INTRIGUING WORDS FROM A DIRECTOR, A NOVELIST AND A DRAMATIST/SCENARIST
Satyajit Ray on directing: “The edicts of the theorists, learnt assiduously over the years, doubtless perform some useful function at the back of your mind. But…your approach should derive not from Dovzhenko’s Earth, however much you may love that dance in the moonlight, but from the earth, the soil, of your own country — assuming, of course, that your story has its roots in it.” From Ray’s article “A Long Time on the Little Road” about his making of Pather Panchali — from the anthology Sight and Sound, a fiftieth anniversary selection, edited by David Wilson. Faber and Faber, 1982. ( I AM a lover of that dance in the moonlight, and Semyon Svashenko’s performance in Earth is one of cinema’s greatest.)
* * * * * * * * * * *
Margaret is telling her new and mysterious neighbor about the man she met in more than one place in Europe when she was a nurse during World War ll: “Lloyd just appeared one day. Somehow he knew where I was. This was in France. He took me to see a movie in an old château we’d taken back from the Germans. Casanova Brown — a silly romance with Gary Cooper and Teresa Wright. They put up a screen in the entry hall. And sitting on the marble floor watching that silly movie were hundreds of dirty unshaven GIs with guns in their hands. Topsy-turvy.” (From Leah Stewart’s suspenseful recent novel The New Neighbor. Touchstone, 2015.)
* * * * * * * * * *
Do you recall that much of Paris, Texas is set in motels? Sam Shepard has an interesting collection of sketches, short tales and poems called Motel Chronicles: “I remember trying to imitate Burt Lancaster’s smile after I saw him and Gary Cooper in Vera Cruz. For days I practiced in the back yard. Weaving through the tomato plants. Sneering. Grinning that grin. Sliding my upper lip up over my teeth. After a few days of practice I tried it out on the girls at school. They didn’t seem to notice.”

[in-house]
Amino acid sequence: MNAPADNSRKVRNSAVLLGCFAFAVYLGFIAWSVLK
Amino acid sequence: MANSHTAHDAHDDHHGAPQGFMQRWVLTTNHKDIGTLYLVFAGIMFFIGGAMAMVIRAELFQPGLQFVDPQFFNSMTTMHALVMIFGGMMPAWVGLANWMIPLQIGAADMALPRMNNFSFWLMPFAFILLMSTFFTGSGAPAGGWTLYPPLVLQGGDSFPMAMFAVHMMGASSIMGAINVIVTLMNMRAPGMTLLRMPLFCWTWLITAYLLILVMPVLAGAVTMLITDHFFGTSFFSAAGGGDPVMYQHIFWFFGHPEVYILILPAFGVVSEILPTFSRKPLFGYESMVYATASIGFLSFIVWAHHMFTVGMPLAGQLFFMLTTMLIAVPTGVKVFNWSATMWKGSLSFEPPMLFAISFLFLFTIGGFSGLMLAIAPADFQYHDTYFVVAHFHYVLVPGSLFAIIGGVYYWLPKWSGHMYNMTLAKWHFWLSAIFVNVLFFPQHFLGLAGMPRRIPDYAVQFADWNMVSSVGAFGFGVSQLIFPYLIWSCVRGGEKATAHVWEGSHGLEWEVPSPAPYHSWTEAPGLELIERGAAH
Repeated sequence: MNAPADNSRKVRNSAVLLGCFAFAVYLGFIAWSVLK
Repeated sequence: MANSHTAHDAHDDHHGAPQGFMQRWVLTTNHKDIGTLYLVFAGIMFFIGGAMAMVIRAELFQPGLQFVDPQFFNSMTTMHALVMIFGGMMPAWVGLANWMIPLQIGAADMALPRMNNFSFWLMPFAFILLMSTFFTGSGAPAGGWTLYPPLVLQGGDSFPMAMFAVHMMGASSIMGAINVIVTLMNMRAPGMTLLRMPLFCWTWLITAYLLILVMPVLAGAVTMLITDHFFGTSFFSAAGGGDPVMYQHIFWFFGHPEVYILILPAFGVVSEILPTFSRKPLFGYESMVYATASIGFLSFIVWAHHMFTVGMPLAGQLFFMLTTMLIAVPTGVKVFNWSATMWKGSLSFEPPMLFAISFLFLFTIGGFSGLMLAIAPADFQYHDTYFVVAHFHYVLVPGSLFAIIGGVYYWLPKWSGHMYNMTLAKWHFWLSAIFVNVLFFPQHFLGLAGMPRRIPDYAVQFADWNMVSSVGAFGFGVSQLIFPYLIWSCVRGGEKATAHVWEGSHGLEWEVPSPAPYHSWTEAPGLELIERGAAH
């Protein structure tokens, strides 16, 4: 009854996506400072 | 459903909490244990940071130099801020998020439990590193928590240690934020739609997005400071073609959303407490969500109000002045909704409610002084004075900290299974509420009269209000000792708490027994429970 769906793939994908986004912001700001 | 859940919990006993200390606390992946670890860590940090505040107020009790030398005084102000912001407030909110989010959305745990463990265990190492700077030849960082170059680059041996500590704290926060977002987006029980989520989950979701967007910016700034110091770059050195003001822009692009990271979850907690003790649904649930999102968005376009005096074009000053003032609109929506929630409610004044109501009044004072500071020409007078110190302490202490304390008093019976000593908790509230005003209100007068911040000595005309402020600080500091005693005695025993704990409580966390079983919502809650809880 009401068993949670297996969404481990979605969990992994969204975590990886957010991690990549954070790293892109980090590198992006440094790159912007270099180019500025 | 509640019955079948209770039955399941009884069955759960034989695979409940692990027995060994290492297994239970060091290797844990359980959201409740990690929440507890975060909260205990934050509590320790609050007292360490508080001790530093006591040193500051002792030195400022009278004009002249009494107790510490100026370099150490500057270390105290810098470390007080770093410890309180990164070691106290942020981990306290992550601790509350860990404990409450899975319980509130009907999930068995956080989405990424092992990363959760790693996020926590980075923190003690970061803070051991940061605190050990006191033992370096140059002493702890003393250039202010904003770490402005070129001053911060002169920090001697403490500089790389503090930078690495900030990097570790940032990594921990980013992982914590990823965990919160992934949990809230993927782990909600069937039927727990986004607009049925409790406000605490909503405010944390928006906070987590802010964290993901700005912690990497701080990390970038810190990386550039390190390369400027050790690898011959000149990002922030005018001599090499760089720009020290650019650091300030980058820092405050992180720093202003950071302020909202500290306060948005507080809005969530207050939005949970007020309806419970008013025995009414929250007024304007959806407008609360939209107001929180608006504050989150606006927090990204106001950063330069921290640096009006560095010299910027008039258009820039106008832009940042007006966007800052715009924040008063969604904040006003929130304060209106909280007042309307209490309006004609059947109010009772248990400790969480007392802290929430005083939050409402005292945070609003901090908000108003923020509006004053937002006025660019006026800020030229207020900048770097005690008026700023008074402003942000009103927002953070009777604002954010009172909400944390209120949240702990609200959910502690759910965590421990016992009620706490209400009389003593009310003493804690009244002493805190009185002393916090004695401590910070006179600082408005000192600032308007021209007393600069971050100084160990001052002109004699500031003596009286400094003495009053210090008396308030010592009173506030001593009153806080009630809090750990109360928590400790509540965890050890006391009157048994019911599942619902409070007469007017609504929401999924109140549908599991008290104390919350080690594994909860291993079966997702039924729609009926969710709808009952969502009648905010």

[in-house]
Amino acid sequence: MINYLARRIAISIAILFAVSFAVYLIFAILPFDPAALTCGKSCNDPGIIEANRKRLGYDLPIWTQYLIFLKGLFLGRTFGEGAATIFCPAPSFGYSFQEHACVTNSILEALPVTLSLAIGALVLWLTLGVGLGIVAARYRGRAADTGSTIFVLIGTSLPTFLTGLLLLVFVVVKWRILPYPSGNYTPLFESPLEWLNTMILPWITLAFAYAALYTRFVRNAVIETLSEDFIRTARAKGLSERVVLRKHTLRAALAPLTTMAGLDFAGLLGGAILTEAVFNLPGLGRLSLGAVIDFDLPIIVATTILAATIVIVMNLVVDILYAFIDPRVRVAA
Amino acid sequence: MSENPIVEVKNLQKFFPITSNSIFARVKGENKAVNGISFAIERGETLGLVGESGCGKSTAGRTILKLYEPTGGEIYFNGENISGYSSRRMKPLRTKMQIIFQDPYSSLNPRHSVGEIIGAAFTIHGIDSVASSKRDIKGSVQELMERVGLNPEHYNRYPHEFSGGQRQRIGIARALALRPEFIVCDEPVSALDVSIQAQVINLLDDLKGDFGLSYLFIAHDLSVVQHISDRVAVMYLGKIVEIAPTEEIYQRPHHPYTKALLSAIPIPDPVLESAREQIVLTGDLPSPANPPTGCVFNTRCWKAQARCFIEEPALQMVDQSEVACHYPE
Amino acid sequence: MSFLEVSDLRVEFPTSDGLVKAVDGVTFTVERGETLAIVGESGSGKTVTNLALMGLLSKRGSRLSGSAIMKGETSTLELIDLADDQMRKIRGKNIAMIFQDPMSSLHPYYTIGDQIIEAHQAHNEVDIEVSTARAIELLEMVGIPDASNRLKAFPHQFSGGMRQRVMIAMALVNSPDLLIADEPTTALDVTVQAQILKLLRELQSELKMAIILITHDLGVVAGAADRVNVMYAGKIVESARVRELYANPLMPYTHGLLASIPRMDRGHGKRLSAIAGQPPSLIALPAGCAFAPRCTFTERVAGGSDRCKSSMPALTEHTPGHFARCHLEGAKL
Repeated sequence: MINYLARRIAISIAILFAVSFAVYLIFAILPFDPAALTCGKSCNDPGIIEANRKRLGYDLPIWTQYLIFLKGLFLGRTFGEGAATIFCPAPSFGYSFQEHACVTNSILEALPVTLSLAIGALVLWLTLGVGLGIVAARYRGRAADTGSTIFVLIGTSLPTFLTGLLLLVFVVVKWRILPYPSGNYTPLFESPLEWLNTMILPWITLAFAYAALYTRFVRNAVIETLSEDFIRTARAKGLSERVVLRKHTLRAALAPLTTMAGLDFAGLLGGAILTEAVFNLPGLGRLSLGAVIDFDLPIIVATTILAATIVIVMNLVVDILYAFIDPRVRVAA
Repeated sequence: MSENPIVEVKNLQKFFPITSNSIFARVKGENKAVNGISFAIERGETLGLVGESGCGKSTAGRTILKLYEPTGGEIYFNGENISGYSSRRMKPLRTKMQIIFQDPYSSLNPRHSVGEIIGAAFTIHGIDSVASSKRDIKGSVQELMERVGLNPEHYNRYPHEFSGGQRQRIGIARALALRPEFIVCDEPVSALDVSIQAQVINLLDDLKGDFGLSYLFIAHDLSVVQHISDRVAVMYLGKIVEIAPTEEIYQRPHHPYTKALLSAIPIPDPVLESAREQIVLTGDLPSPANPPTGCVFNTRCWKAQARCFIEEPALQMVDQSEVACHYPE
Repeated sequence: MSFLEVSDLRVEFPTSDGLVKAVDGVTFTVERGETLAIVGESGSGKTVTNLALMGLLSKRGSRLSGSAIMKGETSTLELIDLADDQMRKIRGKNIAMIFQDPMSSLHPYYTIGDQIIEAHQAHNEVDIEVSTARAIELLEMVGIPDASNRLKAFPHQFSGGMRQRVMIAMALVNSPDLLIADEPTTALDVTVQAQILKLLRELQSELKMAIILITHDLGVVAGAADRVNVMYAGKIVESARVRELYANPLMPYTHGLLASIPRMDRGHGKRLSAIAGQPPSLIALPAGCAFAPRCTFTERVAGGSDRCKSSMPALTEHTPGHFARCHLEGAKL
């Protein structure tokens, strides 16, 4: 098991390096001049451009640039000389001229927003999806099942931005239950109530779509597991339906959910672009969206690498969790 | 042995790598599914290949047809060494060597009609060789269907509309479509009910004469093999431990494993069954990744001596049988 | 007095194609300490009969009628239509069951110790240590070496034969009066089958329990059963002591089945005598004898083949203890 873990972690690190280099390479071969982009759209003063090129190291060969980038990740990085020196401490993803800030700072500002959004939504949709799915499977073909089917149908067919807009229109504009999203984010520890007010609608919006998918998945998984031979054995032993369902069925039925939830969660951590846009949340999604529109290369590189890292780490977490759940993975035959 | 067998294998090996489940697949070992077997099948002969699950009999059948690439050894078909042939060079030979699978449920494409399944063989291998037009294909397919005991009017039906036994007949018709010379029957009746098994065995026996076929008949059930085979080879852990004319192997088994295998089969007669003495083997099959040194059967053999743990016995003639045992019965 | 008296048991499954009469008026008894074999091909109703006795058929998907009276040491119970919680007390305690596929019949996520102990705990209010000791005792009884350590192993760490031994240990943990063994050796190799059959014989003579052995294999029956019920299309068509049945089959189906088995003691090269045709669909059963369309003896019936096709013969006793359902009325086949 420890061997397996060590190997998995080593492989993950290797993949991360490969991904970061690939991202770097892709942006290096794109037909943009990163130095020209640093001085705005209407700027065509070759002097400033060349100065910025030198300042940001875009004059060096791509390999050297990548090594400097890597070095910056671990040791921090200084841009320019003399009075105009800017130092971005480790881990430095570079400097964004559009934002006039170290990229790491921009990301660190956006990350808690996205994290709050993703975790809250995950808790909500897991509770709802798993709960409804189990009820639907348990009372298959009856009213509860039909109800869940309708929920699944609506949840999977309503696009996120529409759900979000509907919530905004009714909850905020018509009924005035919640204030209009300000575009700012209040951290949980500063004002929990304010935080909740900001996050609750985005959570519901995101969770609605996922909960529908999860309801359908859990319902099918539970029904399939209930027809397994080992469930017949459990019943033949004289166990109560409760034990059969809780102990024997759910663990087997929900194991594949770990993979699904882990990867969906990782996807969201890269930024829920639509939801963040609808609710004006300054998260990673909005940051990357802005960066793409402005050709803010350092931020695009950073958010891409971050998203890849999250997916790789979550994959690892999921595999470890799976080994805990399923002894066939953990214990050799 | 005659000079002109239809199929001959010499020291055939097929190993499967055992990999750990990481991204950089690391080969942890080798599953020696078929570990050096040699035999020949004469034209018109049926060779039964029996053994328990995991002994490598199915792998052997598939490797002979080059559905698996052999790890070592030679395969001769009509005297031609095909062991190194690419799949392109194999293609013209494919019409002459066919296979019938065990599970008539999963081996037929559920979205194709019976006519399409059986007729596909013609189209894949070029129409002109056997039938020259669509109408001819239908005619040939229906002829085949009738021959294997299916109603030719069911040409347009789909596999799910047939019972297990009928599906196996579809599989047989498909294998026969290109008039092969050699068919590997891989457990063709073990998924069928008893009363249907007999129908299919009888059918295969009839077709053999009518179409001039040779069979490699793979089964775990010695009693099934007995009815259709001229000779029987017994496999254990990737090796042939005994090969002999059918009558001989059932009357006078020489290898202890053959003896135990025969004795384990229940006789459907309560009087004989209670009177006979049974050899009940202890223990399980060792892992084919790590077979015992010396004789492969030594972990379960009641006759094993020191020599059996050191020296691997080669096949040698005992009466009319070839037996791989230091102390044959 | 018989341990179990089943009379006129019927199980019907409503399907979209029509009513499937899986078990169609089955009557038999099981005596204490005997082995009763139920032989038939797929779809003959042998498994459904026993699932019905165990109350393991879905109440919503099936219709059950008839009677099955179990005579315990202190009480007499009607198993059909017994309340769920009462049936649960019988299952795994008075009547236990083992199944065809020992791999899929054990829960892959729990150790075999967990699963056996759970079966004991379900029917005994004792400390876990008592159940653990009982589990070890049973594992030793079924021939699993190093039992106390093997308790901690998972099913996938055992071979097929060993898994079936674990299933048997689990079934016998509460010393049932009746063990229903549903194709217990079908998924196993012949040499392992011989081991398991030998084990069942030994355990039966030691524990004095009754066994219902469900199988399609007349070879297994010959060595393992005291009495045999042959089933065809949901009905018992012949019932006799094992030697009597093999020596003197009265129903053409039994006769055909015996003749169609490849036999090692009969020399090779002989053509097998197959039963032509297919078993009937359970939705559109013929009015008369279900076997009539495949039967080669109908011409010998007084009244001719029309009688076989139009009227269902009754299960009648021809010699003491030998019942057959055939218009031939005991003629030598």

“King Solomon’s Mines was the movie that most haunted me as a kid. I’ve never seen it since then but images from it still remain. Watusi warriors with red clay stripes down their noses. Raised black welts studding their chests. Teeth filed down to needle points. Lions ripping someone’s arm off. Flies landing on someone’s lip and the lip not moving. Torches in caves. Blue jewels surrounded by skulls. That English actor guy scared half to death.”
And Shepard describes himself as the kind of moviegoer I never was, though I too was an admirer of King Solomon’s Mines: “The Rialto Theatre was dark and musky in the middle of day and I entered the world of the movie so completely that the theatre became a part of its landscape. The trip to get popcorn up the black aisle with the sound track booming and the kids squealing in their seats was all part of the plot. I was in the cave of King Solomon at the candy counter. The ‘Ju-Ju-Bees’ were jewels. The ushers were jungle trees. Cheetahs roamed through the bathroom.
“I breathed African dust for days afterwards in a town of solid white folk.” (Motel Chronicles by Sam Shepard. City Lights Books, 1982.)
NEXT POST June 17, featuring Semyon Svashenko of the midnight dance.
See you at the movies,